Cerebellopontine Angle Glioblastoma Multiforme with Ventricular Metastases: Case Report
Cargill H. Alleyne, Jr., MD†
A. Giancarlo Vishteh, MD‡
Robert F. Spetzler, MD
Division of Neurological Surgery, Barrow Neurological Institute, St. Joseph’s Hospital and Medical Center, Phoenix, Arizona
Current Address: †Department of Neurosurgery, University of Rochester, Rochester, New York,
‡Quantum Neurological Surgery, Phoenix, Arizona
Most lesions involving the cerebellopontine angle (CPA) are located extracranially and are acoustic schwannomas or meningiomas. Other less common lesions include epidermoid tumors, metastases, and arachnoid cysts. We report a lesion rarely found in the CPA. A 46-year-old man had a 4-week history of headaches and blurred vision. His imaging studies revealed a right CPA mass that appeared to be based on the petrous bone and metastases to the ependymal lining of the ventricles. The patient underwent subtotal resection of the lesion. The histology was consistent with glioblastoma multiforme (GBM). When a patient presents with a CPA tumor with evidence of ependymal spread, the diagnosis of GBM should be entertained.
Key Words: brain neoplasms, cerebellopontine angle, glioblastoma multiforme
Most lesions involving the cerebellopontine angle (CPA) are located extraaxially and are acoustic schwannomas or meningiomas. Other less common lesions include epidermoid tumors, metastases, and arachnoid cysts. Tumors that primarily involve the cerebellum, brain stem, or petrous bone can enter the CPA. Glioblastomas multiforme (GBMs) of the CPA are rare. We present a patient with a right CPA mass that appeared to be based on the petrous bone and showed evidence of metastases to the ependymal lining of the ventricles.
A 46-year-old man with no significant medical history presented to another hospital after experiencing headaches and blurred vision for 4 weeks. A computed tomographic (CT) scan of the head showed an ill-defined mass in the right CPA. The patient was discharged and scheduled for an outpatient magnetic resonance (MR) imaging study of the brain. Two weeks later he presented to our institution with worsening headaches, nausea, vomiting, gait ataxia, and blurred vision.
On physical examination, he was well-developed, well-nourished and in no acute distress. He was afebrile and his vital signs were stable. On neurological examination, he was alert and fully oriented. His pupils were equally round and reacted to light. Bilateral sixth nerve palsies were present. There was mild ptosis of the left eye and dysfunction of the right seventh, eighth, ninth, tenth, and twelfth nerves. Finger-to-nose examination revealed dysmetria on the right. His right lower extremity was slightly weak and sensory testing was grossly normal.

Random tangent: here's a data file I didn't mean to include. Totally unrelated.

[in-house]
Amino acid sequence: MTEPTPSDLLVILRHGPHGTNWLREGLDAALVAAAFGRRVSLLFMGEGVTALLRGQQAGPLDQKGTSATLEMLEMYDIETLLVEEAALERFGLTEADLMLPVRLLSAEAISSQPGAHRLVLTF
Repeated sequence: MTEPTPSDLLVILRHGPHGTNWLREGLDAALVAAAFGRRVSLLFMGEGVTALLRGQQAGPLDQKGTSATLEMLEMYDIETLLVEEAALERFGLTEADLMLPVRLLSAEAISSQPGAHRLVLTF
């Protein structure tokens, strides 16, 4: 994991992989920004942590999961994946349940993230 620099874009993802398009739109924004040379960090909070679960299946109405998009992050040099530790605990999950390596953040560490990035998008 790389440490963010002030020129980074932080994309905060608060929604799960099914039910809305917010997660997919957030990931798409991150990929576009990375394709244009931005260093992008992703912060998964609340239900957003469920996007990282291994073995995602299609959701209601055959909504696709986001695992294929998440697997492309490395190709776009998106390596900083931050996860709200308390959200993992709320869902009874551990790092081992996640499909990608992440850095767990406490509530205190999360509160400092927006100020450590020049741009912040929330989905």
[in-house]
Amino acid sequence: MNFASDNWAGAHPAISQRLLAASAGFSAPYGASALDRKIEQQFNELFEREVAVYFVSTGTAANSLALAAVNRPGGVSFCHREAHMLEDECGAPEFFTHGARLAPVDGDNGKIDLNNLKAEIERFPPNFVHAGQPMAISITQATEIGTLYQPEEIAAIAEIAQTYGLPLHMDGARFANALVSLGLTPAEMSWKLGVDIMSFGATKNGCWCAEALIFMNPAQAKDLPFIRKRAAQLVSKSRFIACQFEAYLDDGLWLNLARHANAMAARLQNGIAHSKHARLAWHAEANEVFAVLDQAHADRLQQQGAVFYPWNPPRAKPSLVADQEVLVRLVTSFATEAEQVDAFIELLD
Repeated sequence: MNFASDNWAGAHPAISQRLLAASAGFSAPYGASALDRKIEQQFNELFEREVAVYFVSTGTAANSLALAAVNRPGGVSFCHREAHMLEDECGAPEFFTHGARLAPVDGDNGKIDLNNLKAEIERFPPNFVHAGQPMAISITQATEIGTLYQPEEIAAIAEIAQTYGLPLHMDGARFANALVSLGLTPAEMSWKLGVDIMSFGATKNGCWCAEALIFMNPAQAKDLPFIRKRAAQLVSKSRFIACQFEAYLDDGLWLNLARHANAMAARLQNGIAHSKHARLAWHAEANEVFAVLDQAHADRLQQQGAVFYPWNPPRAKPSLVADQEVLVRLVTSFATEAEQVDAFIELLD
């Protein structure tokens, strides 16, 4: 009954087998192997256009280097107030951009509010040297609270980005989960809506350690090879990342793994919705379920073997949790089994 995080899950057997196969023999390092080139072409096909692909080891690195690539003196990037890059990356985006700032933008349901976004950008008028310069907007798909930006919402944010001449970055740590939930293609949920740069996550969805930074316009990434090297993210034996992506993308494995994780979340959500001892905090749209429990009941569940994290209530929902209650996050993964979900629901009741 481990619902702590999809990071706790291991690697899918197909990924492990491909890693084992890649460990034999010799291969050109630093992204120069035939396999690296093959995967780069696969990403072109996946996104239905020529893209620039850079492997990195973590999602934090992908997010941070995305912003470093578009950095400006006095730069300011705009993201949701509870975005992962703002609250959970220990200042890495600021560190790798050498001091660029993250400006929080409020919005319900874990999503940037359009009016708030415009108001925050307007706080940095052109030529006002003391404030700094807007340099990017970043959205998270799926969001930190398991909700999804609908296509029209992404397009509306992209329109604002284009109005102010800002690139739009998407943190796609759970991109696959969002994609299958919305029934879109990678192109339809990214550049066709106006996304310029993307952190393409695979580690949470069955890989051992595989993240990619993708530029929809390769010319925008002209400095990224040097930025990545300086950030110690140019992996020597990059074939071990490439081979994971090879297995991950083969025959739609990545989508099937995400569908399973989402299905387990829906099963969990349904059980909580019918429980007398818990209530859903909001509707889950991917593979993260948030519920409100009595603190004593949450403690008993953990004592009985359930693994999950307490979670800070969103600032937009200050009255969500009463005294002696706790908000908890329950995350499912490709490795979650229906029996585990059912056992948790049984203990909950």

A head CT scan without contrast showed the mass with obstructive hydrocephalus. The patient was admitted to the intensive care unit where a ventriculostomy was placed. Opening pressure was 16 cm of cerebrospinal fluid.
T1-weighted MR imaging confirmed the presence of a 4 x 3 cm CPA mass that compressed the fourth ventricle, causing obstructive hydrocephalus. Administration of gadolinium resulted in heterogeneous enhancement of the mass as well as enhancement of the ependymal surface of the fourth ventricle and of the frontal horns of the lateral ventricle. Perilesional edema was also present (Fig. 1).
The patient underwent a right posterior fossa craniotomy in the prone position. The tumor, which involved the cerebellar hemisphere (filling the CPA cistern), the seventh and eighth cranial nerves, and apparently the pons, was resected subtotally. Pathological examination of the specimen revealed cellular proliferation of atypical fibrillary astrocytes with mitotic figures and areas of arachnoid invasion. The presence of glial fibrillary acidic protein confirmed the glial origin of the neoplasm. Microvascular proliferation was consistent with a grade IV astrocytoma according to the classification system of the World Health Organization. The patient died 2 months after presentation.
The location of the GBM in the CPA in this case is distinctly rare.1-8 Although direct extension of a GBM of the posterior fossa to the fourth ventricle has been noted,1,6 ependymal spread to the fourth and lateral ventricles as occurred in this case is unusual. Likewise, extracerebellar metastases have rarely been reported.2,4,7
In Dohrmann’s review of 33 cases of primary cerebellar GBMs, the male-to-female ratio was 2:1 with two-thirds occurring in adults.3 Their finding of these lesions in a predominantly lateral location (79%) contrasts with the midline location in eight of nine posterior fossa GBMs evaluated by MR imaging in a more recent study.6 Six of the latter cases were in the vermis and two were in the pons, but no CPA presentation was noted. The authors concluded that while differentiating a posterior fossa GBM from a metastatic tumor was difficult, the presence of heterogeneous and rim-like enhancement, a midline location, a poorly defined margin, tumoral hemorrhage, multicenter or multifocal lesions, and extra-axial or extracranial metastases might suggest the diagnosis of GBM. Our case emphasizes that when a patient presents with a CPA tumor with evidence of ependymal spread to the ventricles, the diagnosis of glioblastoma multiforme should be considered.
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